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Police Step Up Presence at Southington Schools in the Wake of Tragedy

There were no concerns of threat or copycat behavior Monday as children returned to class in Southington, but police and school officials said changes have been made to provide peace of mind.

In the wake of one of the worst school shootings in U.S. history at the Sandy Hook School in Newtown, local officials have stepped up police presence and security measures at Southington schools in an effort to provide peace of mind to parents and students.

Police could be found at each of Southington’s public schools Monday morning, as well as patrolling around the schools, in an effort to make sure parents were comfortable in allowing their children to go to class.

“Following the shooting on Friday, (Southington Police Department) staff met with school administration and we agreed it was in the best interest for our community to make a police presence felt,” Sgt. Jeffrey Dobratz said Monday.

School safety has remained the top priority, police and school officials said, but both were clear in stating there was no reason to be alarmed.

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For Southington schools, protecting the students is not a new concept. The district already requires that all doors be locked once school is in session and any visitors must be buzzed in through the main entrance to the school only. In these situations, school office staff request visitors state their name and reason for visiting before buzzing anyone in and visitors must then “check in” with the main office.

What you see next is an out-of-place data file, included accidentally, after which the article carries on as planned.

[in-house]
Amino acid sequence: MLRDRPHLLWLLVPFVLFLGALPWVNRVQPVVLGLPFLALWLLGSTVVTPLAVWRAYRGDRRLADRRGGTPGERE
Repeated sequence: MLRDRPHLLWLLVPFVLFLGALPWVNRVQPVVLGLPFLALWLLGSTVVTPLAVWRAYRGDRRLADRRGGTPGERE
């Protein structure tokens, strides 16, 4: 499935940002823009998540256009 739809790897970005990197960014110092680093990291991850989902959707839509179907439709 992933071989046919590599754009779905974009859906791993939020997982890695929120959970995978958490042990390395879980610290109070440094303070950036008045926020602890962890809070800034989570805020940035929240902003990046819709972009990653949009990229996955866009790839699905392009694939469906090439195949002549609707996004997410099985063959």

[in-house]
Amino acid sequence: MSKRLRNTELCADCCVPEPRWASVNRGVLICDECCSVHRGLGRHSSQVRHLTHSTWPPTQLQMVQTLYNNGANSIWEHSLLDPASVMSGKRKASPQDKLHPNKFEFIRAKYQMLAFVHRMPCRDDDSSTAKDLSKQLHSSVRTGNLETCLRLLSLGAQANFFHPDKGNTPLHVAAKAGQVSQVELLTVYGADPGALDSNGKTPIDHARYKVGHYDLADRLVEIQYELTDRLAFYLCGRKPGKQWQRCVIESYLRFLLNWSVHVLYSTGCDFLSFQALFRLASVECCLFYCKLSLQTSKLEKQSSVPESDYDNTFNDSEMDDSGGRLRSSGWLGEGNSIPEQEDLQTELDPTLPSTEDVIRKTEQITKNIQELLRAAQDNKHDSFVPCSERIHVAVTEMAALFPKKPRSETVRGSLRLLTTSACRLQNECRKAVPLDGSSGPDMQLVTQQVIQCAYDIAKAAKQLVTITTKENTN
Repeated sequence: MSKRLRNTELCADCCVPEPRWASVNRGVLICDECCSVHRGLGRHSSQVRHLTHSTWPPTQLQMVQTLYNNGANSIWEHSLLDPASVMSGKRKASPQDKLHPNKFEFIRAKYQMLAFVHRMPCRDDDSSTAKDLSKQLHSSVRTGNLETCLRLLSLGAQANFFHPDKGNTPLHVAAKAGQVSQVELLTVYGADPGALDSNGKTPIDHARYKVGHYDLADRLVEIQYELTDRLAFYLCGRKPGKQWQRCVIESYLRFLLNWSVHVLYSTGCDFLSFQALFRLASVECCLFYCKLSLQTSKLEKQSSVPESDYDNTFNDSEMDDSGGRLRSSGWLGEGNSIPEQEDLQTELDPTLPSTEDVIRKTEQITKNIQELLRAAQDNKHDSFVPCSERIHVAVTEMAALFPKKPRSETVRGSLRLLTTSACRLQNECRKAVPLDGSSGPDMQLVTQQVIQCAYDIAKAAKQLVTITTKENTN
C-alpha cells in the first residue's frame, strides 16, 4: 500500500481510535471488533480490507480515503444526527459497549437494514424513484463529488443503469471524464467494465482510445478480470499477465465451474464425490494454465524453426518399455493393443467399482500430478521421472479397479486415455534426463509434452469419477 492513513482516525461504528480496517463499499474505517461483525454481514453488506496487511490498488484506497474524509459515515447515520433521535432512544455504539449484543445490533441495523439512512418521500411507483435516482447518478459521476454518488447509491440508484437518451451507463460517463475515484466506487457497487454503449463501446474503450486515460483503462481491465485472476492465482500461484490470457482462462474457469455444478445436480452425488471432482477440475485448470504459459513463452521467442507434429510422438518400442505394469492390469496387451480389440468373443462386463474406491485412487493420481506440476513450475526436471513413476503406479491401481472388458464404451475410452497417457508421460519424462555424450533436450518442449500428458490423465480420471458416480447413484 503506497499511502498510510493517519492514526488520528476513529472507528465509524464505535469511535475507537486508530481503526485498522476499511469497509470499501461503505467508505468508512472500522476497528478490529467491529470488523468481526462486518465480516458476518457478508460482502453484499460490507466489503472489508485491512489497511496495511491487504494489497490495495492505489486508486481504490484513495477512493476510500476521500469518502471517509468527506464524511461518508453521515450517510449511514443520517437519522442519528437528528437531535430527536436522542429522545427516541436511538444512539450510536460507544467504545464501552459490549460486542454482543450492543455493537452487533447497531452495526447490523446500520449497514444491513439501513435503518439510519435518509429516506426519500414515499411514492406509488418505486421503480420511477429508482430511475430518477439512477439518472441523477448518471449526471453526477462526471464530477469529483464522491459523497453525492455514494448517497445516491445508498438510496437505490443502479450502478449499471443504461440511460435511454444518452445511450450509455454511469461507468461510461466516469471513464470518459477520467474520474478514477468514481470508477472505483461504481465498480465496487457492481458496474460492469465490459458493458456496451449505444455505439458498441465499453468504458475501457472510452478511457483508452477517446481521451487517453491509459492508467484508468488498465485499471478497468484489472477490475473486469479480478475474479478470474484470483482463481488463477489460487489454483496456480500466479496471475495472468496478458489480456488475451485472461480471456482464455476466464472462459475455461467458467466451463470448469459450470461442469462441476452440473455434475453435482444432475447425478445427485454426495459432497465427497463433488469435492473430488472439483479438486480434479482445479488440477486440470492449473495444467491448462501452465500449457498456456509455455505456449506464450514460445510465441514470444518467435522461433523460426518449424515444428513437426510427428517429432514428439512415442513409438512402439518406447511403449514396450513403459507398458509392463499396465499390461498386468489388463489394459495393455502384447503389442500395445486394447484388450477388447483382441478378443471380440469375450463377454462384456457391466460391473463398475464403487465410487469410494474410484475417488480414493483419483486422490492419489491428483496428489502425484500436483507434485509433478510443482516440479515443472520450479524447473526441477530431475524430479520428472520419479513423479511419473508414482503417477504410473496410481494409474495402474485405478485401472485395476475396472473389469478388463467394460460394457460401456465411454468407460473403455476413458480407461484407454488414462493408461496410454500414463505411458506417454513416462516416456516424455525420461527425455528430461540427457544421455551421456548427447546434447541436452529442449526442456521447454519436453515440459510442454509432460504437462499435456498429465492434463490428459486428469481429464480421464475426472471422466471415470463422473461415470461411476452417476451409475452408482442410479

A full-time school resource officer is always stationed at Southington High School and has been for years now. The officer remains at the school throughout the day.

On Monday, however, many of the schools went as far as placing an individual by the main entrance as an added safeguard. Schools including the Derynoski Elementary School and Southington High School were already doing this prior to Friday’s school shooting in Newtown.

School Superintendent Joseph V. Erardi Jr. said during a town meeting that drew several hundred parents on Sunday night that safety will always be the top priority, but it is also important to return to normalcy as quickly as possible.

For now, however, police will be putting an added emphasis on making their presence felt as well, according to Dobratz.

“Today we had area cars patrol directly around the schools, especially during drop off and pick-up times,” Dobratz said. “In addition, we’ve reassigned three members of our traffic division and members of our command staff to walk within the schools. The response has been extremely positive and we’ve had a lot of parents thanks us.”

Elissa Mange, a mother of a second-grade student at Hatton Elementary School, told the Record-Journal Sunday night that she has been impressed with the efforts the town has made:

“They tended to our questions and they were very supportive,” Mange said.

The patrols will continue for the immediate future, Dobratz said, and both police and school administrators will sit in a few weeks to discuss how the effort is working and any changes for the long-term.

But for now, he said, the main focus is simply on providing peace of mind.

“Parents understandably want to know their children are going to be safe and it is our job to make sure they know their children are looked after.”

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AP December 18, 2012 at 09:42 PM
There was a meeting Sunday evening? Did the Southington Patch publicize this event?

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